Every month we choose one of our favourite creatives to TAKE OVER the Beautiful Bizarre Magazine social media for the day. For June, we chose sculptor Juz Kitson to share with us the artists who have inspired her through her artistic career. Just in case you missed it, below we present the full TAKE OVER.
Juz Kitson // Juz Kitson divides her studio practice between Jingdezhen, the Porcelain City in China and the south coast of New South Wales, Australia. Her sculptures reveal a fascination with feminine and masculine ambiguous forms and the sensuality of materials. They invariably reference human and animal parts in uncanny and fluid combinations. Informed by traditional Chinese techniques of moulding, casting and glaze firing, her graceful and elegant palette, soft hues and high gloss porcelain creates a friction posed by fleshy bodily subject matter with a strong sense of materialism, cascading off a wall or suspended from a ceiling. The work’s tension lies in resisting traditional conventions, both central to ceramic traditions and pushing the boundaries of a material steeped in history.
Matthew Barney // Cremaster Cycle – The Cremaster Cycle five feature length films literally blew my mind into a thousand million pieces when I first saw it. My words can not give it justice. I first saw it during art school and it gave me this heightened sense that ‘anything is possible!’ These images are stills taken from the films – the Cheetah was played by Aimee Mullins who was born without shinbones, the result of a condition called fibular hemimelia. At the age of one, she had both of her legs amputated at the knee. With aid of prosthetic legs she not only learned to walk, she learned to run… and fast… she was the first athlete to wear the “Cheetah” carbon-fibre sprinting legs and collaborated with Barney to make the Cheetah legs in Cremaster Cycle.
David Altmejd // “L’oeil”, 2017 – David Altmejd is one of my all time favourite contemporary sculptors. It’s his vast array of materials and sensory explorations I find so satisfying along with most of his influences being a heady mix of post-apocalyptic vision, science and magic, science fiction and gothic romanticism. Most of his work provides a basis for rethinking a vast array of topics, such as art and energy, the ongoing dynamics of becoming, the divide between human and animals and the artist as facilitator instead of sole generator of an idea.
Polly Morgan // Polly Morgan is a British artist working in the form of contemporary taxidermy, I’ve been an admirer of Polly’s work for the last decade and it’s been fascinating to watch her progression and how she has re-contextualised the traditional practice of ‘stuffing animals’. Her newest series of snakes in my opinion are exceptionally good. I also highly recommend checking out her new YouTube Channel filmed directly from the studio. There’s a dark humour in the dialogue as she works with her studio assistant and collaborator in the studio.
Dale Frank // “Sabco Peroxide”, 2016, installation view – I think Dale Frank is one of the finest Contemporary Australian painters and I’ve admired his work since an early age. Actually I think he’s a genius. His paintings are monumental and push the boundaries and blur the lines between painting and sculpture, the titles of the works are poetically ambiguous leaving the viewer in absolute awe. It’s hard to really grasp the fluidity and profound effect these paintings have, they need to be seen in the flesh to absorb their power. I picked Dale not only for his incredible repertoire of work but also because I believe he ‘lives his life as a work of art’, he’s the real deal! The second picture taken from inside his wondrous and eclectic home, the gardens surrounding his home and studio are exquisite – he is currently creating 50 acres of botanical gardens devoted to rare species that he will open to the public on completion for viewing.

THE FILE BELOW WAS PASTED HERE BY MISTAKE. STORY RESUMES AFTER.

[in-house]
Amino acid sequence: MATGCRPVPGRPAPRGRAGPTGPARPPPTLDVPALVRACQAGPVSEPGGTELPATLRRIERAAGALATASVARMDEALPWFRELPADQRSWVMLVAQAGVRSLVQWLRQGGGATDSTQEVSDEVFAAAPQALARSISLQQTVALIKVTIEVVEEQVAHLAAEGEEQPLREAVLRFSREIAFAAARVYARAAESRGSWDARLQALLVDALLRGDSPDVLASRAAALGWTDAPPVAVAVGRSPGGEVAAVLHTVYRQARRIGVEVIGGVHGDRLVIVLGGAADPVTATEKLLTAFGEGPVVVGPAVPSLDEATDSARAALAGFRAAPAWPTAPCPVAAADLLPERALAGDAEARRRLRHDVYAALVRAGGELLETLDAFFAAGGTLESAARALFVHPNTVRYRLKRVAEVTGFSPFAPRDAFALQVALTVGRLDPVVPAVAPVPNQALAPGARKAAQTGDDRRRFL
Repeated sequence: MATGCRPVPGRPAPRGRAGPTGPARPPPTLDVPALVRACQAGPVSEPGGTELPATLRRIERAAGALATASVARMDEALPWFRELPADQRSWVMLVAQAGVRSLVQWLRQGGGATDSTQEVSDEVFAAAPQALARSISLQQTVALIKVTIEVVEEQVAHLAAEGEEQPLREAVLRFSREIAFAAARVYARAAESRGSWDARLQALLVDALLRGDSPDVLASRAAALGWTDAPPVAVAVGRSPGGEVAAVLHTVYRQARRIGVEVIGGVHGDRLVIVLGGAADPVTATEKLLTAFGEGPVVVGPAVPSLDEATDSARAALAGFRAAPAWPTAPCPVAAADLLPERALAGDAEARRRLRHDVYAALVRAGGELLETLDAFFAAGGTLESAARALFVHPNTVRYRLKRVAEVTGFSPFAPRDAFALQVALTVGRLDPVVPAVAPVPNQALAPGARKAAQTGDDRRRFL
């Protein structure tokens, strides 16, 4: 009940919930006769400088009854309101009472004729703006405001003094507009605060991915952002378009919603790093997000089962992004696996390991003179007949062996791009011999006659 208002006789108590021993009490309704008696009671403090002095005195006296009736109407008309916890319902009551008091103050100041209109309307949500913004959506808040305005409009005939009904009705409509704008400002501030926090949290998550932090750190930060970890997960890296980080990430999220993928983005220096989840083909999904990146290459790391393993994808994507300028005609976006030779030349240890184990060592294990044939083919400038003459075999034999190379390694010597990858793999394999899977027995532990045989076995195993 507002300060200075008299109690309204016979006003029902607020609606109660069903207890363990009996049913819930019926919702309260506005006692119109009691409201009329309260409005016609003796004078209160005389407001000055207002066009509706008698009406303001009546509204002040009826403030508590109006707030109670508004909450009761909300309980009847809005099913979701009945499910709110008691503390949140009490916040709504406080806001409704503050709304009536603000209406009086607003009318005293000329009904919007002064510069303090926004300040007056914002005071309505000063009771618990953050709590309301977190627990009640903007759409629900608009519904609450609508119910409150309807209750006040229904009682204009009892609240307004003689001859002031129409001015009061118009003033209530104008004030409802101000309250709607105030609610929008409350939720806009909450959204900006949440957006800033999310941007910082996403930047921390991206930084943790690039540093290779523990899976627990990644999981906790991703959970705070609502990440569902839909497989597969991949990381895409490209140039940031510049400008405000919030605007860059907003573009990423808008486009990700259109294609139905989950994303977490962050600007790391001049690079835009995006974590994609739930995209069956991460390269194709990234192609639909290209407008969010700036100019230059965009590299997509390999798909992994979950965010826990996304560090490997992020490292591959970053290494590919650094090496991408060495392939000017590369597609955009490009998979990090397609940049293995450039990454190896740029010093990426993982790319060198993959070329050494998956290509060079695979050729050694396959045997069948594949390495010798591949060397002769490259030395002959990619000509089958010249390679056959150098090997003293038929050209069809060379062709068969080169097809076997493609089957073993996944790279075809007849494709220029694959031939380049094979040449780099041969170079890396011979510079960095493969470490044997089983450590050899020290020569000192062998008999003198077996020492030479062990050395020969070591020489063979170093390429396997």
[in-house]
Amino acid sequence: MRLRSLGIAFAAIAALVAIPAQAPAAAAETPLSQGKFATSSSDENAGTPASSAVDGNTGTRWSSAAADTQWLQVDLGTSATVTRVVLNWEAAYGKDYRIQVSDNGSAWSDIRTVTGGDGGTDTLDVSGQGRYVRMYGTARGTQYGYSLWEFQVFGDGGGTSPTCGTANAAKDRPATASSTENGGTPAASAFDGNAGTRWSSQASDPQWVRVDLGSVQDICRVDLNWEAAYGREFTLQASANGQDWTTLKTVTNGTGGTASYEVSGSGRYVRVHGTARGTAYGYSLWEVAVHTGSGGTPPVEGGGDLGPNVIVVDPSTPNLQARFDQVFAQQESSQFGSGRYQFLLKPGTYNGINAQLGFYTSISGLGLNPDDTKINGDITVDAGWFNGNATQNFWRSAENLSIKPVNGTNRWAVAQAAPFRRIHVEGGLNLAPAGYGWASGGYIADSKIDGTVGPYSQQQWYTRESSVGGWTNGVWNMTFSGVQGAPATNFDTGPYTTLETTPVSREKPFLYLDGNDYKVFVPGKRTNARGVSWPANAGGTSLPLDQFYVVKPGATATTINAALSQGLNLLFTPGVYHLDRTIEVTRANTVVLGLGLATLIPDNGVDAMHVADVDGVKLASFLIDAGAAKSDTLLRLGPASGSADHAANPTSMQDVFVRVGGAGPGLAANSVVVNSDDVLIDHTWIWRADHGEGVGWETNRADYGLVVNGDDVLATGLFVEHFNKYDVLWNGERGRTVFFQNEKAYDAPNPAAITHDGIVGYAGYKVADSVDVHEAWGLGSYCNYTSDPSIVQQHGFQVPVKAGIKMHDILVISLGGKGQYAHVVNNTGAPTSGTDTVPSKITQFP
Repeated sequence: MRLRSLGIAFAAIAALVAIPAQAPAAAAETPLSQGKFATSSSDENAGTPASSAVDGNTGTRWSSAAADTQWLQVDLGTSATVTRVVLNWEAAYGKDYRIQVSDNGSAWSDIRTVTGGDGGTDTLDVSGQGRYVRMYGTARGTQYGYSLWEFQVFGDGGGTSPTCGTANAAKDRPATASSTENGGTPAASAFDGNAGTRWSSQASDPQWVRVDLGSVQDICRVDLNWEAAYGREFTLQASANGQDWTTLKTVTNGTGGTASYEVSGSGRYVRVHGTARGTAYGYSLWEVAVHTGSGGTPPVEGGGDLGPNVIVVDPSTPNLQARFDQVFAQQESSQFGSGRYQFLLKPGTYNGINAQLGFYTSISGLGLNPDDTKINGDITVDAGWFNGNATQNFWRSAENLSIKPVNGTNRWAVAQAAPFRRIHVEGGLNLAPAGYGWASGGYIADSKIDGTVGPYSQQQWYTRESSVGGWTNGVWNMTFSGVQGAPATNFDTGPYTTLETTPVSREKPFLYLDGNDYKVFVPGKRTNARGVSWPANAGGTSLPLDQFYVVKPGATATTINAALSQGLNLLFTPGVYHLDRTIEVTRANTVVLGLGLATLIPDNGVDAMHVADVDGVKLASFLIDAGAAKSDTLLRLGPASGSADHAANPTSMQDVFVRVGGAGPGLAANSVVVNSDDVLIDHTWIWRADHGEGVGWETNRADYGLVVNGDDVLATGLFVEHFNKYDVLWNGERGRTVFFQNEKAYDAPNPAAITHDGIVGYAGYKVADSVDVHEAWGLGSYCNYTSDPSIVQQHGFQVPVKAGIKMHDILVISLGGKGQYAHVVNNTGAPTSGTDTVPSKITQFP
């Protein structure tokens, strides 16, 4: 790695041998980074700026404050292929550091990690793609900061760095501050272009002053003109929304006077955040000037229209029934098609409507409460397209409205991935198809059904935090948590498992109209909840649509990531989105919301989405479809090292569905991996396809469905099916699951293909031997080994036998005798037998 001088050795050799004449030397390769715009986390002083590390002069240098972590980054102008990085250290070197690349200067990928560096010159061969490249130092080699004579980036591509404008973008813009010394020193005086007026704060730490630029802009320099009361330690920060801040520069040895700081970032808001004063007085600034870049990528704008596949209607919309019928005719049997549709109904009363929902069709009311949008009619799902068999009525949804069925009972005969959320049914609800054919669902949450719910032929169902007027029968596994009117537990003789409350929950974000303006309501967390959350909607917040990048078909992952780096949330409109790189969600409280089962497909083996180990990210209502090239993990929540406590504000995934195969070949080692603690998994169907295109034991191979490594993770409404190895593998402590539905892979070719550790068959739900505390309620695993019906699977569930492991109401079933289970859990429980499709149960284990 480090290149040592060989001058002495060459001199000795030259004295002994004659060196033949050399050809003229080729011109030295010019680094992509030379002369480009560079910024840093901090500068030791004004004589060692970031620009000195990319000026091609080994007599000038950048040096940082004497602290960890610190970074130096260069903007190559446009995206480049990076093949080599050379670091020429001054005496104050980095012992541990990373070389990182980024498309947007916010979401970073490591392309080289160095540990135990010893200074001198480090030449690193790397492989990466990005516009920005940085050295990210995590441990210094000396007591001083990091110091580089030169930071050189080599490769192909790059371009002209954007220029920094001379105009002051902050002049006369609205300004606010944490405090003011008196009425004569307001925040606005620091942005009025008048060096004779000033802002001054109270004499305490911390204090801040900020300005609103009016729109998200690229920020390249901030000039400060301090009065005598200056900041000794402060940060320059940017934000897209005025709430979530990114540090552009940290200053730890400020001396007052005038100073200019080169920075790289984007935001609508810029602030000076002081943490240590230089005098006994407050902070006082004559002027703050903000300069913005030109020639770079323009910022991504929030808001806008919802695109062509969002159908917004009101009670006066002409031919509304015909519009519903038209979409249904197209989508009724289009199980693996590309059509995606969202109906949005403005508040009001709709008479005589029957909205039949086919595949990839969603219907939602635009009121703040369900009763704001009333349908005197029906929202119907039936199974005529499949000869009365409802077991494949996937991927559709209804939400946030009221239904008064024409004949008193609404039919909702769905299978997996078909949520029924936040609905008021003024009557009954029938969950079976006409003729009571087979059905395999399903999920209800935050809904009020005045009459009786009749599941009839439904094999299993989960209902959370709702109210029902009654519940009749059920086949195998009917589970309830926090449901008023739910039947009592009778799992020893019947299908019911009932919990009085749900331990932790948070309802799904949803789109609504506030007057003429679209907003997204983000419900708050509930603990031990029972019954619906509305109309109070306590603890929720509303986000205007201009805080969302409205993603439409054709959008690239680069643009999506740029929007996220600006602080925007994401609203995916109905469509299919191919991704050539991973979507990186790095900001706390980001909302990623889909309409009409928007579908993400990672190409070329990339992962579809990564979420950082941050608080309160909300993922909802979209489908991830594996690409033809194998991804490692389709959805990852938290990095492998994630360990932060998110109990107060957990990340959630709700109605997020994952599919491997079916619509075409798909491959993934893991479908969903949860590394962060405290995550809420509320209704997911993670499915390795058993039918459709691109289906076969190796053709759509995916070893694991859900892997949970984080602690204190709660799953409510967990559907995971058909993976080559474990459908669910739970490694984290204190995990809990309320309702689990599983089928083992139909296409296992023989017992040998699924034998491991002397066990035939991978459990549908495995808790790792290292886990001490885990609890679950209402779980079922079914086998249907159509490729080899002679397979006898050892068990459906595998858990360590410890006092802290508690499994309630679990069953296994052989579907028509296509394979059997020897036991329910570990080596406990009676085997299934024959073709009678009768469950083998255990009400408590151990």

Kiki Smith // “Born”, 2002, Bronze – I remember so vividly the first time I came across a Kiki Smith bronze sculpture in Berlin, I was lost and trying to navigate my way through a small ally when I saw it in my peripheral. It stopped me in my tracks. She was certainly a huge motivation and inspiration during my formative years and development as a female artist. She uses a multitude of mediums and materials and her collections are meditations on life and spirituality, often featuring narratives about origins and endings.
Julia deVille // “Mother is my Monarch”, 2018 – To me Julia is the Taxidermy Queen. I adore her work and ethics surrounding her practice and life. I’ve always felt a strong affinity to deVille’s work, namely that we share a fascination in gothic romanticism and giving inanimate objects a spark of life. One of my favourite works would have to be “Mother is my Monarch” – Thirty-five years ago a giraffe died at the Adelaide Zoo. Its body was kept in the freezer of the Queen Victoria Museum, Launceston, until it was acquired by Julia deVille five years ago. In “Mother is my Monarch”, all of the decorative components have been handcrafted by the artist using precious metals and gemstones. The vitrine, commissioned by deVille, was created by artist Kate Rohde.
Belinda De Bruyckere // “Marthe”, 2008 – I’ve always had a strong affinity to Belinda De Bruyckeres wax sculptures, the first time I saw ‘Marthe’ in the flesh it had such a profound effect on my entire body… I stood there… entirely still in the Satchi Gallery London, completely captivated, provoked, disturbed, shocked… and then these emotions were all replaced by an overwhelming sense of calm.
This was the last piece chosen by Juz Kitson for her TAKE OVER. Thank you again Juz, we really appreciate you taking the time to put this day together.